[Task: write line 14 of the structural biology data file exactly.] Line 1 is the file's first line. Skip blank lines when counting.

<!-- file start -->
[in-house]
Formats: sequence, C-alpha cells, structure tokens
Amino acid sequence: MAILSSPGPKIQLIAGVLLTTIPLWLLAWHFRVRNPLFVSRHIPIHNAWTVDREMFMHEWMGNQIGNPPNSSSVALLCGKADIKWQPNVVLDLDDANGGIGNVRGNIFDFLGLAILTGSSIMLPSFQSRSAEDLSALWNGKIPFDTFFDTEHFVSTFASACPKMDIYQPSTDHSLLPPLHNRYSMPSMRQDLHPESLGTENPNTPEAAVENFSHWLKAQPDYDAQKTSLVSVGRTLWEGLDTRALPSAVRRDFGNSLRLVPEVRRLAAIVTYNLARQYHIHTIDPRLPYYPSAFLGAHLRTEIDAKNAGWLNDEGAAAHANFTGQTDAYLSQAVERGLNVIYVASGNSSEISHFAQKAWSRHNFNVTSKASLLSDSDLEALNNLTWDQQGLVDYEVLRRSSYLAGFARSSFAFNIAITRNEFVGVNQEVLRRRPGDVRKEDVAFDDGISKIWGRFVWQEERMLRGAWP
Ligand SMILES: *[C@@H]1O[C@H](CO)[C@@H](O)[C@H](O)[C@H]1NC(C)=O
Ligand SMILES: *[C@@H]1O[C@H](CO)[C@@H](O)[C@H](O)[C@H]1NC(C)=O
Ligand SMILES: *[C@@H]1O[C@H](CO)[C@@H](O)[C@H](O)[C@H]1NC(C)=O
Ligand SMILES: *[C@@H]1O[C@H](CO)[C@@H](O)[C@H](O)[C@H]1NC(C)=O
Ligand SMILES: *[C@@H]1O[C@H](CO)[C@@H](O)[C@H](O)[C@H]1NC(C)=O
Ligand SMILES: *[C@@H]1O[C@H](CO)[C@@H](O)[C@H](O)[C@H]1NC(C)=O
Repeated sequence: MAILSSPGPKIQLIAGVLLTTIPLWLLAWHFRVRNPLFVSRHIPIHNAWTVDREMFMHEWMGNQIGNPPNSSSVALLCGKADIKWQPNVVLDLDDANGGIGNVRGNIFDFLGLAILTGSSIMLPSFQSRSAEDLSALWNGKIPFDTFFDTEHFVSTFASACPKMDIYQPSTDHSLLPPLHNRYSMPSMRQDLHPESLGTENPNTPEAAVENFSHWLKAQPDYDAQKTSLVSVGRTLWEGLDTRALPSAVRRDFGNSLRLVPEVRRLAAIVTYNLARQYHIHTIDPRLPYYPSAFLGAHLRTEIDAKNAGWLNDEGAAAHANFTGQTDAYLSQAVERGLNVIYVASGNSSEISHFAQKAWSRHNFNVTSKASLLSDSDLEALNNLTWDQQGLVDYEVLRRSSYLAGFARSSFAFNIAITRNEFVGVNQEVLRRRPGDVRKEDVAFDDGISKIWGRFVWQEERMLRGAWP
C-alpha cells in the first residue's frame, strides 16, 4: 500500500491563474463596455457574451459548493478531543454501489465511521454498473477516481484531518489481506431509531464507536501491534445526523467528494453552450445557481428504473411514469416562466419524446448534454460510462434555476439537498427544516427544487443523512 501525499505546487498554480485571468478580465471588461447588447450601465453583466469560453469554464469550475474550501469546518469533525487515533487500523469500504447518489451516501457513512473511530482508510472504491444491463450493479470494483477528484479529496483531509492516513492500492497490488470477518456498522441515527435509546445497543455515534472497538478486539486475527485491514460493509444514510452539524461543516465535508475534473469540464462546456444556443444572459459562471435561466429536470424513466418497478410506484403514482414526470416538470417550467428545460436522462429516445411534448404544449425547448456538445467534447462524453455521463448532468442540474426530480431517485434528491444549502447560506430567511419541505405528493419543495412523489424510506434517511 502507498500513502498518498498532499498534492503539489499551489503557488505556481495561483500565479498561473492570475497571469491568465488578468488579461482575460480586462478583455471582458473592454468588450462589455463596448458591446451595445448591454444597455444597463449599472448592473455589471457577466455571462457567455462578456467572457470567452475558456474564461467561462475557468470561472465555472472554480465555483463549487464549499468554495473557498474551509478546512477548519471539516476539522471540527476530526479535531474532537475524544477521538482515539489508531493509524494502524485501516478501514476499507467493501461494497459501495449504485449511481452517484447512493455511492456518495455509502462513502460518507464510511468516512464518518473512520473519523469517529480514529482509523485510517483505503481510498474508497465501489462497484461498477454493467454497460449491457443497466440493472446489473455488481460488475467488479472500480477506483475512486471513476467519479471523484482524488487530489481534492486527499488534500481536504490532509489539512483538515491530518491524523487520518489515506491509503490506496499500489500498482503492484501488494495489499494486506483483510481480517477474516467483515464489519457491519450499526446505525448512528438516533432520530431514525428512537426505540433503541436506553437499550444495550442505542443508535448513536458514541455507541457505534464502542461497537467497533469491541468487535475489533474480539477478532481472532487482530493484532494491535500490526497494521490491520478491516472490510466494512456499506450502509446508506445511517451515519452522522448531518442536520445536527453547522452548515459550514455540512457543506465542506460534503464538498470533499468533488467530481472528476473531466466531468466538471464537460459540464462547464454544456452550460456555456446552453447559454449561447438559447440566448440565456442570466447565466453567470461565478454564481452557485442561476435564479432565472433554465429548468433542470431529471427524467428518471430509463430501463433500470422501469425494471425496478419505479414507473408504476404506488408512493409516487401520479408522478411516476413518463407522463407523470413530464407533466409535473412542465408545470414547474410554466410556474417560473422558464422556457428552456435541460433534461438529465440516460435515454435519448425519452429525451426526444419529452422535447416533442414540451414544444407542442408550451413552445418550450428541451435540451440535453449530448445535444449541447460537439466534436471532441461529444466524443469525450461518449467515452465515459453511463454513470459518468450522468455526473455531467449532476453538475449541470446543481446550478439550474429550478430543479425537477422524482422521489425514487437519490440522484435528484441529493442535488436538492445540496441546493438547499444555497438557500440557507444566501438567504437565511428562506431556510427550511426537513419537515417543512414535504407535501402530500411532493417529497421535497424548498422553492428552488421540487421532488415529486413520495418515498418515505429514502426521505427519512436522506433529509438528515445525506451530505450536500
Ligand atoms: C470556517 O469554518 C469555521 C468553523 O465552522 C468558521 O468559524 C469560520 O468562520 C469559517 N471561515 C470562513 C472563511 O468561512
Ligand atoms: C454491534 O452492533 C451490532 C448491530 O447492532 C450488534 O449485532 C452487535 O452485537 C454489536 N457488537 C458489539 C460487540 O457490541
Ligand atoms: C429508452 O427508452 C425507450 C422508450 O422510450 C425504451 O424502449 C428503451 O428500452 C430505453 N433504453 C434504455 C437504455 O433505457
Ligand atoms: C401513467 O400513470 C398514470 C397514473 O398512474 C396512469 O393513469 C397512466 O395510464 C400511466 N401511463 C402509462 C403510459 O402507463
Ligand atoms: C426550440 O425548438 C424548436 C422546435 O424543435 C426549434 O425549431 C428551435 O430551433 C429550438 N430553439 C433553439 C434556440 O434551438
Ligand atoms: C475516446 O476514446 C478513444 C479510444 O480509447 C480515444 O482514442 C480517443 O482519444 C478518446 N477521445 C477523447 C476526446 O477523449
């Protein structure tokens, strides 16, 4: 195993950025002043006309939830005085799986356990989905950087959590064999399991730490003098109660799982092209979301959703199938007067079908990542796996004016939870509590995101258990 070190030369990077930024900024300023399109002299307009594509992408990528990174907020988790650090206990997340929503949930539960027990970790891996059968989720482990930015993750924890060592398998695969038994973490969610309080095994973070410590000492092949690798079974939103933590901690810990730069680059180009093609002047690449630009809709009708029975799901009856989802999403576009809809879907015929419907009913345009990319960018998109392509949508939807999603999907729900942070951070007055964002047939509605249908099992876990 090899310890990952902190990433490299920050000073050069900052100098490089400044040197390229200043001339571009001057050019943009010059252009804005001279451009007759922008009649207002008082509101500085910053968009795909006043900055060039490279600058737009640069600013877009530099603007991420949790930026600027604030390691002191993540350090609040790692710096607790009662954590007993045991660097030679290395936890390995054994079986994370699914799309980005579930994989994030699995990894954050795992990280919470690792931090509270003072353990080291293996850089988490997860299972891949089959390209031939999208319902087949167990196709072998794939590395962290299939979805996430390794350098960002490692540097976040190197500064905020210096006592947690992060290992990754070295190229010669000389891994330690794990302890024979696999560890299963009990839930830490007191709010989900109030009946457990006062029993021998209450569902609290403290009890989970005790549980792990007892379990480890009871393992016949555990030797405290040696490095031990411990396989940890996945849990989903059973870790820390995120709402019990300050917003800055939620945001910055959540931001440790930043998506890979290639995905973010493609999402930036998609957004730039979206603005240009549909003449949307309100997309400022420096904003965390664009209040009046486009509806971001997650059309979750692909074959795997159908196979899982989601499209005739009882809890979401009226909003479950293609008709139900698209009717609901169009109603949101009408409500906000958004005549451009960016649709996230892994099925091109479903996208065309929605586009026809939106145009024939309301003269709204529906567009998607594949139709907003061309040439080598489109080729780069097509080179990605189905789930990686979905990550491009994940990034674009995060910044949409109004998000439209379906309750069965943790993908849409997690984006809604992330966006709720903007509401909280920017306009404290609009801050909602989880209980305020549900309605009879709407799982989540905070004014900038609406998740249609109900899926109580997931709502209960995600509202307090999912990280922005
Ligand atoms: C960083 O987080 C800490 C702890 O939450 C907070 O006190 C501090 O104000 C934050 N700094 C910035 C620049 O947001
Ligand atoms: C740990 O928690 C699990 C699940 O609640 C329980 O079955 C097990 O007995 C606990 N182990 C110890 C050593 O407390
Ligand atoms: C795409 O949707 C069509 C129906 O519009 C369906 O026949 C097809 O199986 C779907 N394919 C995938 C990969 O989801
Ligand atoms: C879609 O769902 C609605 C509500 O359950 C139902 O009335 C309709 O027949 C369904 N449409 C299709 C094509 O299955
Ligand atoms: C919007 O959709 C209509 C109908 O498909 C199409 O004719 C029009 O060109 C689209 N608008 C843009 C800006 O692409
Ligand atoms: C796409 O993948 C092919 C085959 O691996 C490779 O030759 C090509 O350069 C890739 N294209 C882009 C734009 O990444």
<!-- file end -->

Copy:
Ligand atoms: C429508452 O427508452 C425507450 C422508450 O422510450 C425504451 O424502449 C428503451 O428500452 C430505453 N433504453 C434504455 C437504455 O433505457